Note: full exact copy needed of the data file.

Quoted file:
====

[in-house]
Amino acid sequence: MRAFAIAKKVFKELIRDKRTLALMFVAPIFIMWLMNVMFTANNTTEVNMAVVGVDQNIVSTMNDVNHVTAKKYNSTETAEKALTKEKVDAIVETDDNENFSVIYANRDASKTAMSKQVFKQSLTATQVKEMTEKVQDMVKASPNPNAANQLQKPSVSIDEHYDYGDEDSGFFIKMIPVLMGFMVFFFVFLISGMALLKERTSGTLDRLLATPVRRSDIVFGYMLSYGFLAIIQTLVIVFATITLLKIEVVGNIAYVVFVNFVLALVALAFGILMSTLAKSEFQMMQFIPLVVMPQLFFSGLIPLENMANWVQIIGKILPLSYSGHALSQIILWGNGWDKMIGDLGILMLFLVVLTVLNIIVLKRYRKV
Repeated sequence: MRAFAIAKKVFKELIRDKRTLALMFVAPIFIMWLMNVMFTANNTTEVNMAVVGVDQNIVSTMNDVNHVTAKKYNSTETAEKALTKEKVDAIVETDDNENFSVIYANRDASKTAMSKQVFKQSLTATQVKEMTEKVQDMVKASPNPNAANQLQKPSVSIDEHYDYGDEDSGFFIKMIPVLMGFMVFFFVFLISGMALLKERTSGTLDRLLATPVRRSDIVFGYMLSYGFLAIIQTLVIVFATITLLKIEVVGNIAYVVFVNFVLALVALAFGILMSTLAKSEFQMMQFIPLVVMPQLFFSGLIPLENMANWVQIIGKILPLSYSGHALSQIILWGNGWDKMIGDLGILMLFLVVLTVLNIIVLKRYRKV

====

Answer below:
[in-house]
Amino acid sequence: MRAFAIAKKVFKELIRDKRTLALMFVAPIFIMWLMNVMFTANNTTEVNMAVVGVDQNIVSTMNDVNHVTAKKYNSTETAEKALTKEKVDAIVETDDNENFSVIYANRDASKTAMSKQVFKQSLTATQVKEMTEKVQDMVKASPNPNAANQLQKPSVSIDEHYDYGDEDSGFFIKMIPVLMGFMVFFFVFLISGMALLKERTSGTLDRLLATPVRRSDIVFGYMLSYGFLAIIQTLVIVFATITLLKIEVVGNIAYVVFVNFVLALVALAFGILMSTLAKSEFQMMQFIPLVVMPQLFFSGLIPLENMANWVQIIGKILPLSYSGHALSQIILWGNGWDKMIGDLGILMLFLVVLTVLNIIVLKRYRKV
Repeated sequence: MRAFAIAKKVFKELIRDKRTLALMFVAPIFIMWLMNVMFTANNTTEVNMAVVGVDQNIVSTMNDVNHVTAKKYNSTETAEKALTKEKVDAIVETDDNENFSVIYANRDASKTAMSKQVFKQSLTATQVKEMTEKVQDMVKASPNPNAANQLQKPSVSIDEHYDYGDEDSGFFIKMIPVLMGFMVFFFVFLISGMALLKERTSGTLDRLLATPVRRSDIVFGYMLSYGFLAIIQTLVIVFATITLLKIEVVGNIAYVVFVNFVLALVALAFGILMSTLAKSEFQMMQFIPLVVMPQLFFSGLIPLENMANWVQIIGKILPLSYSGHALSQIILWGNGWDKMIGDLGILMLFLVVLTVLNIIVLKRYRKV